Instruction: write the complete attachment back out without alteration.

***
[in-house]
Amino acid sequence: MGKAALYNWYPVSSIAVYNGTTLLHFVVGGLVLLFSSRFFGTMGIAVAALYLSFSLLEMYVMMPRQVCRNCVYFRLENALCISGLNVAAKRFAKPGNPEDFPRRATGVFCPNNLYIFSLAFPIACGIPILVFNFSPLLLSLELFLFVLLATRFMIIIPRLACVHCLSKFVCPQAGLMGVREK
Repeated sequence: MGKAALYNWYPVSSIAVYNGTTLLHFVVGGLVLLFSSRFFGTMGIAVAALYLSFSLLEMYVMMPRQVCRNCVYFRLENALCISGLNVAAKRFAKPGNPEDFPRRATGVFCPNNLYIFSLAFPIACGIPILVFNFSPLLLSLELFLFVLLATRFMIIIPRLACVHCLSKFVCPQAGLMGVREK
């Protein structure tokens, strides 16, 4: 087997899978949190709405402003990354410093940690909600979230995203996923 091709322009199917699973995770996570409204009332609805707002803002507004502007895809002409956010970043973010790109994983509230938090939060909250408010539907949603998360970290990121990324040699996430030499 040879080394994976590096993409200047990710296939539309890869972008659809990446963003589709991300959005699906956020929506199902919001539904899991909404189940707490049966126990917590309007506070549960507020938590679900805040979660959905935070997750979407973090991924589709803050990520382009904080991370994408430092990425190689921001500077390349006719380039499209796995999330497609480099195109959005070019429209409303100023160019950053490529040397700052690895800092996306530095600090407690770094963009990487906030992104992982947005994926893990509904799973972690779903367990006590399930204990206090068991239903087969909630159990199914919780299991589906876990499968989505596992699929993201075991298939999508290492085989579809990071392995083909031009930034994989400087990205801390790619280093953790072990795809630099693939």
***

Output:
[in-house]
Amino acid sequence: MGKAALYNWYPVSSIAVYNGTTLLHFVVGGLVLLFSSRFFGTMGIAVAALYLSFSLLEMYVMMPRQVCRNCVYFRLENALCISGLNVAAKRFAKPGNPEDFPRRATGVFCPNNLYIFSLAFPIACGIPILVFNFSPLLLSLELFLFVLLATRFMIIIPRLACVHCLSKFVCPQAGLMGVREK
Repeated sequence: MGKAALYNWYPVSSIAVYNGTTLLHFVVGGLVLLFSSRFFGTMGIAVAALYLSFSLLEMYVMMPRQVCRNCVYFRLENALCISGLNVAAKRFAKPGNPEDFPRRATGVFCPNNLYIFSLAFPIACGIPILVFNFSPLLLSLELFLFVLLATRFMIIIPRLACVHCLSKFVCPQAGLMGVREK
């Protein structure tokens, strides 16, 4: 087997899978949190709405402003990354410093940690909600979230995203996923 091709322009199917699973995770996570409204009332609805707002803002507004502007895809002409956010970043973010790109994983509230938090939060909250408010539907949603998360970290990121990324040699996430030499 040879080394994976590096993409200047990710296939539309890869972008659809990446963003589709991300959005699906956020929506199902919001539904899991909404189940707490049966126990917590309007506070549960507020938590679900805040979660959905935070997750979407973090991924589709803050990520382009904080991370994408430092990425190689921001500077390349006719380039499209796995999330497609480099195109959005070019429209409303100023160019950053490529040397700052690895800092996306530095600090407690770094963009990487906030992104992982947005994926893990509904799973972690779903367990006590399930204990206090068991239903087969909630159990199914919780299991589906876990499968989505596992699929993201075991298939999508290492085989579809990071392995083909031009930034994989400087990205801390790619280093953790072990795809630099693939």